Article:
CC BY-NC-ND 4.0 · Rev Bras Ortop (Sao Paulo) 2019; 54(04): 416-421
DOI: 10.1055/s-0039-1693046
Artigo Original | Original Article
Sociedade Brasileira de Ortopedia e Traumatologia. Published by Thieme Revnter Publicações Ltda Rio de Janeiro, Brazil

Biomechanical Test after Hip Cannulated Screw Removal (in vitro Analysis)[*]

Article in several languages: português | English
1  Instituto de Pesquisa e Ensino do Hospital Ortopédico e Medicina Especializada (IPE-HOME-DF), Brasília, DF, Brasil
,
Lucas S. Ramos
2  Serviço de Ortopedia e Traumatologia, Hospital Regional do Gama (HRG-DF), Brasília, DF, Brasil
,
Érgon LAB Dantas
2  Serviço de Ortopedia e Traumatologia, Hospital Regional do Gama (HRG-DF), Brasília, DF, Brasil
,
Vincenzo Giordano Neto
3  Serviço de Ortopedia e Traumatologia, Hospital Municipal Miguel Couto (HMMC-RJ), Rio de Janeiro, RJ, Brasil
,
Patrick F. Godinho
1  Instituto de Pesquisa e Ensino do Hospital Ortopédico e Medicina Especializada (IPE-HOME-DF), Brasília, DF, Brasil
,
Antônio C. Shimano
4  Departamento de Biomecânica, Medicina e Reabilitação do Aparelho Locomotor, Faculdade de Medicina de Ribeirão Preto, Universidade de São Paulo (USP-RP), Riberião Preto, SP, Brasil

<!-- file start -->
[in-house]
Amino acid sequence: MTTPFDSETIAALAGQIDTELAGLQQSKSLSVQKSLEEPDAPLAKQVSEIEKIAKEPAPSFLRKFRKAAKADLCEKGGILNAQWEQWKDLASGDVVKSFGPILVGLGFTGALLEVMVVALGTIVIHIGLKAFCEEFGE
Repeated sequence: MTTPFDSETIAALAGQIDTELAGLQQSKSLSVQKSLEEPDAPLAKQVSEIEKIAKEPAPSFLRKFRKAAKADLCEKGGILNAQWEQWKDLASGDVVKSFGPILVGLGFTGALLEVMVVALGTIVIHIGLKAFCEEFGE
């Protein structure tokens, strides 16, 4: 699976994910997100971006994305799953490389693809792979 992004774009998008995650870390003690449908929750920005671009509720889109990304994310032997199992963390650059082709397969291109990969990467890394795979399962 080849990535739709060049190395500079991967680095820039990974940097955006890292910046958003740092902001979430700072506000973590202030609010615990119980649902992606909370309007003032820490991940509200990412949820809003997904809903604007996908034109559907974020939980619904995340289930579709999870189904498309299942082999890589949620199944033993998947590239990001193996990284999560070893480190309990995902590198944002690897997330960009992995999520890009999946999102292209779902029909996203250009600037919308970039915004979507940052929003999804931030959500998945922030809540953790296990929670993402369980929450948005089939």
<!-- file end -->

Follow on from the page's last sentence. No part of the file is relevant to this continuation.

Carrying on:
› Author Affiliations
Further Information

Publication History

01 March 2018

03 September 2018

Publication Date:
20 August 2019 (online)

Abstract

Objective This study aims to evaluate, through biomechanical tests, the resistance and energy required for proximal femoral fracture in synthetic bones after removing cannulated screws shaped as an inverted triangle, comparing the obtained results to those of a reinforcement technique with polymethylmethacrylate (PMMA) as bone cement.

Methods Twenty synthetic bones were used: 10 units for the control group (CG), 5 units for the test group without reinforcement (TGW/O), and 5 units for the test group using a reinforcement technique with PMMA (TGW). The biomechanical analysis simulated a fall on the large trochanter using a servo-hydraulic machine.

Results All TGW/O and CG specimens had a basicervical fracture. Three TGW specimens presented a basicervical fracture, and two suffered a fracture near the fixation point of the device (femoral diaphyseal region), with one of them being associated with a femoral neck fracture. A mean PMMA volume of 8.2 mL was used to fill the 3 screw holes in the TGW group. According to the one-way analysis of variance (ANOVA) and the Tukey multiple comparisons tests at a 5% level, the TGW presented a statistically significant difference when compared with the other groups in all parameters: maximal load (p = 0.001) and energy until fracture (p = 0.0001).

Conclusion The simple removal of the cannulated screws did not reduce significantly the maximum load and energy for fracture occurrence, but the proximal femoral reinforcement with PMMA significantly increased these parameters, modifying the fracture pattern.

* Work performed at the Orthopedics and Traumatology Service, Hospital Regional do Gama, Brasília, DF and Instituto de Pesquisa e Ensino do Hospital Ortopédico e Medicina Especializada (IPE-HOME), Brasília, DF, Brazil.